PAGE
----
In my previous post, I began to critique the recent YECist movie, Is Genesis History? As I stated in that post, I felt the movie was fundamentally dishonest in how it even addressed the issue. First, its real focus was whether or not Genesis 1-11 was historical. Second, the as soon as the movie got going, the question in the title was already answered and assumed, and the rest of the movie basically said, “Yes, it is history, so let’s see if we can interpret all modern scientific findings and fit everything into a 4,000-6,000-year period.” Third, the only scientists it interviewed were YECists. And fourth, the very framework the movie was based on, that of “two paradigms” was taken from the interview of Paul Nelson, who made it clear as soon as the movie came out that the movie misrepresented what he had said.
That being said, even though I maintain that those who made the movie were dishonest in how they put the movie together, I don’t want to give the impression that the individual scientists in the movie were being intentionally dishonest. For that matter, I think they were simply wrong. In this post, I am going to focus on the third segment of the movie entitled, “What does the text say”? where Del Tackett interviewed Dr. Steven Boyd about the biblical text of Genesis 1-11.
So…What Does the Text Say, Dr. Boyd?
Almost immediately into Del Tackett’s interview with him, Dr. Boyd said, point blank, “The first thing is that it [i.e. Genesis 1] is an accurate historical account.” The reasoning he gave was that although some people try to say Genesis 1 is poetry, it is clearly narrative—and therefore it is historical. Now, on one level, Boyd is right—even though Genesis 1 is laid out in a parallel, poetic-like structure, it is still clearly written as a narrative. And Genesis 1-11 as a whole clearly is not poetry. Psalms is poetry, and clearly Genesis 1-11 isn’t written like the Psalms.
But where Dr. Boyd is wrong is that mere narrative does not automatically indicate it is historical. There are plenty of narrative sections in the Bible that are telling stories, but are not to be considered historical. Jonah, for example is narrative, but I would argue it is a parable. The opening of Job is narrative, but the book itself is wisdom literature. Simply put, not all narrative is historical narrative. When it comes to Genesis 1 specifically, and Genesis 1-11 as a whole, I believe the best way to characterize it is mythological narrative.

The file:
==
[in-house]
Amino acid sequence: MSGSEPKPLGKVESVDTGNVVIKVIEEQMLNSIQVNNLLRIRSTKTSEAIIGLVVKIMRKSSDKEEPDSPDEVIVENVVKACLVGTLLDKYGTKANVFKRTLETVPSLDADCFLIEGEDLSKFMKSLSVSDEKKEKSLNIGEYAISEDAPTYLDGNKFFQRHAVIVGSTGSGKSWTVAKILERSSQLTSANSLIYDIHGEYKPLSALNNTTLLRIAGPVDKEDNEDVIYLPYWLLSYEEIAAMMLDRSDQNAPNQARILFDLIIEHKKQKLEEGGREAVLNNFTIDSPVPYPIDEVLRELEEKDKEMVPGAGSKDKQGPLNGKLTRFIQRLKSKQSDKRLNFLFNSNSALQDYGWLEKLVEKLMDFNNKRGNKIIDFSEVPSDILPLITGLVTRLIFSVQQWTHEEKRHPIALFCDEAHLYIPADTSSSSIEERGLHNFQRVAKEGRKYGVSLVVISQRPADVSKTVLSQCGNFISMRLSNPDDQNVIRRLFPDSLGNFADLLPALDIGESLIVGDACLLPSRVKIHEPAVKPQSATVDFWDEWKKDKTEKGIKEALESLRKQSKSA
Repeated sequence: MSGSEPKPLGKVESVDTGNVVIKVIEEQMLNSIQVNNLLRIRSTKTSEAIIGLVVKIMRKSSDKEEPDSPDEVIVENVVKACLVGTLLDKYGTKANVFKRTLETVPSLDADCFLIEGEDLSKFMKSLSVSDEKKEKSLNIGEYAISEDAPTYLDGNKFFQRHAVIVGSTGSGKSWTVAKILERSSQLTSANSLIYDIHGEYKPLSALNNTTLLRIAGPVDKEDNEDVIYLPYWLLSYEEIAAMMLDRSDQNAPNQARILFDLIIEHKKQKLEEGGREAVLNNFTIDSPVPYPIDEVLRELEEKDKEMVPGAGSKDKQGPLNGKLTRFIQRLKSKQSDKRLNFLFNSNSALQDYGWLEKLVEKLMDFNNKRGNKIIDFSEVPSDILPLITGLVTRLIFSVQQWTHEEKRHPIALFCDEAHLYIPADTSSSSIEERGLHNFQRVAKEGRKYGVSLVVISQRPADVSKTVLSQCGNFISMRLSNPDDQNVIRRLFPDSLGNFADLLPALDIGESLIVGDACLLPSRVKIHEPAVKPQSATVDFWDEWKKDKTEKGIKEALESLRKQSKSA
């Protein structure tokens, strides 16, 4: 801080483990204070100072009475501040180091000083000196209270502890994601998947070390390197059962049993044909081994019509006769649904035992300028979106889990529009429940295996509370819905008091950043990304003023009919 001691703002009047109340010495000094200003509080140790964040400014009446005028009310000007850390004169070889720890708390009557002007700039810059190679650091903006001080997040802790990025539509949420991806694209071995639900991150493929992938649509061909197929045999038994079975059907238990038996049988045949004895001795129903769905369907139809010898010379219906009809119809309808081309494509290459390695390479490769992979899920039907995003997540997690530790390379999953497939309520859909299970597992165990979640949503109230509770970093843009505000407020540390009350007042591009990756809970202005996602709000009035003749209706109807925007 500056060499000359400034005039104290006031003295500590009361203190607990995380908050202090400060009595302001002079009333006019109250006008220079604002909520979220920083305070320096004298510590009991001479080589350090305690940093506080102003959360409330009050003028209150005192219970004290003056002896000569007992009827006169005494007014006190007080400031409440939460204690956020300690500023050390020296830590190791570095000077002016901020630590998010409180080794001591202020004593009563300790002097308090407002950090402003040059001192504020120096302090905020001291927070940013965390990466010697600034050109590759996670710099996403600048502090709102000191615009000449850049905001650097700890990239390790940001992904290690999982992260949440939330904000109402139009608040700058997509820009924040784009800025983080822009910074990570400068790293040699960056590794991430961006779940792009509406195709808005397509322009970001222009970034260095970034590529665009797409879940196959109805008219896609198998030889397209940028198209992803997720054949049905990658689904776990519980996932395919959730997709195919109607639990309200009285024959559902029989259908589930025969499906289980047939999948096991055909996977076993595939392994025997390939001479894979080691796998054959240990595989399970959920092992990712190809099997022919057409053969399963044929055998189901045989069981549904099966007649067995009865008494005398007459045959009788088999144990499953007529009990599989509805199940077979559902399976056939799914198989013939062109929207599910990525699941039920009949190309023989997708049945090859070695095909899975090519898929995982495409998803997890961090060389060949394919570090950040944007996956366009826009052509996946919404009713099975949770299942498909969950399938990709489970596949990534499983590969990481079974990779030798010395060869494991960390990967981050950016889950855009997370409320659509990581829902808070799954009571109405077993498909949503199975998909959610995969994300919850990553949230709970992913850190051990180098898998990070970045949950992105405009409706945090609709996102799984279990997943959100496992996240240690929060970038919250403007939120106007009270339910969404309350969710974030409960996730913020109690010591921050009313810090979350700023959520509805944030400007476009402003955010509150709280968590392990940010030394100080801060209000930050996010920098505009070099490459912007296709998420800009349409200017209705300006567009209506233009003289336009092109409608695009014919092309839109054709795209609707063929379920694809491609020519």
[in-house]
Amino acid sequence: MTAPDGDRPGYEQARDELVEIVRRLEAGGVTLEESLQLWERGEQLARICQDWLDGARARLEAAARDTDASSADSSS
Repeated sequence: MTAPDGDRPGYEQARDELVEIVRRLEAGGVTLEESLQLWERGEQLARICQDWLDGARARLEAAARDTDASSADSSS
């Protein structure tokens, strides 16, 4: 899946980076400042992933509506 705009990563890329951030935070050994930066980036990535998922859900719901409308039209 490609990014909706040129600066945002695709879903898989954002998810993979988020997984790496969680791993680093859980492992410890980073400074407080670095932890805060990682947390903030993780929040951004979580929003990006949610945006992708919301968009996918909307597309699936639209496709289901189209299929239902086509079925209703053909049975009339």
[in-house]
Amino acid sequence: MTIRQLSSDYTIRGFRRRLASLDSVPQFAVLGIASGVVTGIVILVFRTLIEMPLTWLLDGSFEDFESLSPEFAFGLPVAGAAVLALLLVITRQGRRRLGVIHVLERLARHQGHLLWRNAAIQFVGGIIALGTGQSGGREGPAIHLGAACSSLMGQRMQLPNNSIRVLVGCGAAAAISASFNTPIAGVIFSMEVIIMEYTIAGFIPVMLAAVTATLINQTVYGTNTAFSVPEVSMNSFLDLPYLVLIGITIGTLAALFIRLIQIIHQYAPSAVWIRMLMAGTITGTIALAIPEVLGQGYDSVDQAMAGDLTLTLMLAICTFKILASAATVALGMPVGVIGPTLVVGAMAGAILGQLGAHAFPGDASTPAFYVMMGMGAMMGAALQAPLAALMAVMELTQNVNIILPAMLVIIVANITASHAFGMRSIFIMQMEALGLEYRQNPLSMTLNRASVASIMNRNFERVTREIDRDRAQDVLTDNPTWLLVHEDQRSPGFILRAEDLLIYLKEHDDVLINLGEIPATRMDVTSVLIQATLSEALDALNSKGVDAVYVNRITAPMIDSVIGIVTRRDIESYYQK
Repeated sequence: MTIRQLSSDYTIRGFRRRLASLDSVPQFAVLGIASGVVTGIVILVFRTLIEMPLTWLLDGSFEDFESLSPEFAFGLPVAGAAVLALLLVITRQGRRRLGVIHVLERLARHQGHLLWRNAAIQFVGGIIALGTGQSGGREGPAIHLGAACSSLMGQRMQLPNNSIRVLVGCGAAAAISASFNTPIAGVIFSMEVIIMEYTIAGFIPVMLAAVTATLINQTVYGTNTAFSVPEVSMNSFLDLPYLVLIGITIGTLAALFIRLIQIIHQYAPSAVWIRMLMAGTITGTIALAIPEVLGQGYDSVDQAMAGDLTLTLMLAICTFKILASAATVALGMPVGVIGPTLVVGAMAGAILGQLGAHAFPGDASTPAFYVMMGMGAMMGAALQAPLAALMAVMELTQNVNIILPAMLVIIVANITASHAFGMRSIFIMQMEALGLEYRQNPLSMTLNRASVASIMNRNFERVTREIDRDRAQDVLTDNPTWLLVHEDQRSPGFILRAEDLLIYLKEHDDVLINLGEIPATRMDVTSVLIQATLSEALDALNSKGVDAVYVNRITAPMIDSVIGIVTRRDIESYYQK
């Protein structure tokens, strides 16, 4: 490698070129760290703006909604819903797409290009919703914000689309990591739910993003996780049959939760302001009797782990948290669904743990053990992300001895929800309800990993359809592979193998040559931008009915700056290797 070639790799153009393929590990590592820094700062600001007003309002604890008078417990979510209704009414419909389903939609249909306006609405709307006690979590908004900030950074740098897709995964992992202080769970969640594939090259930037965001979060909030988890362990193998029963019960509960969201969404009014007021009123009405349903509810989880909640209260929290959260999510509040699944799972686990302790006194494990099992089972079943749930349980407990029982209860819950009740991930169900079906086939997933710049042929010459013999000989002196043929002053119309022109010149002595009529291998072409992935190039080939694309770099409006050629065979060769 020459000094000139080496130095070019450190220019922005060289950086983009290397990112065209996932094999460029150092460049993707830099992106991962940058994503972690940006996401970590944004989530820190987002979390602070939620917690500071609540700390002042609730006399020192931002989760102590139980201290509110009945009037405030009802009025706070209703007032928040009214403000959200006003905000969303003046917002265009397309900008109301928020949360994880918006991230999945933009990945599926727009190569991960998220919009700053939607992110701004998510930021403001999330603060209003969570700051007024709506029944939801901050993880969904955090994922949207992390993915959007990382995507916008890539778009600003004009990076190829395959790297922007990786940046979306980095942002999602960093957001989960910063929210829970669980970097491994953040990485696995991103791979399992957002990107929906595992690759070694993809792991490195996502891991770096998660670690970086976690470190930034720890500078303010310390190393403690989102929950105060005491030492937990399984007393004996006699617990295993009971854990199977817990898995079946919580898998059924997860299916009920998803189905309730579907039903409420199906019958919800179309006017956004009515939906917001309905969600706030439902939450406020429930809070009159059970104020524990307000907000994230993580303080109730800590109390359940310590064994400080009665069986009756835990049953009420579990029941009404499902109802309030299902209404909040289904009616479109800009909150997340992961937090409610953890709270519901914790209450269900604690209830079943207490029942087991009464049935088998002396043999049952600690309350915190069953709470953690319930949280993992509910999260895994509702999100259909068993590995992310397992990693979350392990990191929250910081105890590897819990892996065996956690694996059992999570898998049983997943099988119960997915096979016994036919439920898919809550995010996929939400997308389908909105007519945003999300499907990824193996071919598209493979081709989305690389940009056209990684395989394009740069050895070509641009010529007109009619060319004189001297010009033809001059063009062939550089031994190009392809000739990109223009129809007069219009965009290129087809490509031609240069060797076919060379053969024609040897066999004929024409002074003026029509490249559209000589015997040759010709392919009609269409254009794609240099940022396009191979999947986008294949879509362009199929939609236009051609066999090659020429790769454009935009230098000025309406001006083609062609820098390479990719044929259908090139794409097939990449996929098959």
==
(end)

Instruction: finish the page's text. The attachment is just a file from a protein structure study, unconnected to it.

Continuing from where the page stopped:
I Can’t Believe Joel Just Called Genesis 1-11 a Myth!
Now the problem with using that term, “myth,” is that it immediately makes some people think that means I am saying Genesis 1-11 “is not true” or “is a fairytale.” But properly understood, “myth” is nothing more than the genre of literature that scholars use to designate the stories of the ancient world that talked about their gods, and their relationship to mankind. Case in point, the Epic of Gilgamesh contains a flood story that is really similar to the Noah story in Genesis 6-9. Therefore, since everyone labels Gilgamesh as an ancient Near Eastern myth, and since the Noah story is a lot like that, I believe it is proper to say that the Noah story fits into the same genre as Gilgamesh.
Having said that, Genesis 1-11 is very different in a number of ways than the ANE mythological literature. Still, that doesn’t change the fact that it is of the same genre. In fact, I would argue that Genesis 1-11 uses the ANE genre of myth in order to blow apart the very worldview of the pagan ANE. To the point, if you were an ancient Israelite living in the ANE, familiar with the ANE myths, and then you were presented with Genesis 1–you wouldn’t be thinking, “Gee, I wonder if it was a literal six days or not? How long ago was that? etc. etc.” What would jump out to you immediately would be (A) there is ONE God, not many; (B) this world is called VERY GOOD, and it’s not created out of the rotting carcass of a defeated god; and (C) human beings are made in THAT GOD’S IMAGE, and not out of the blood and excrement of more loser gods.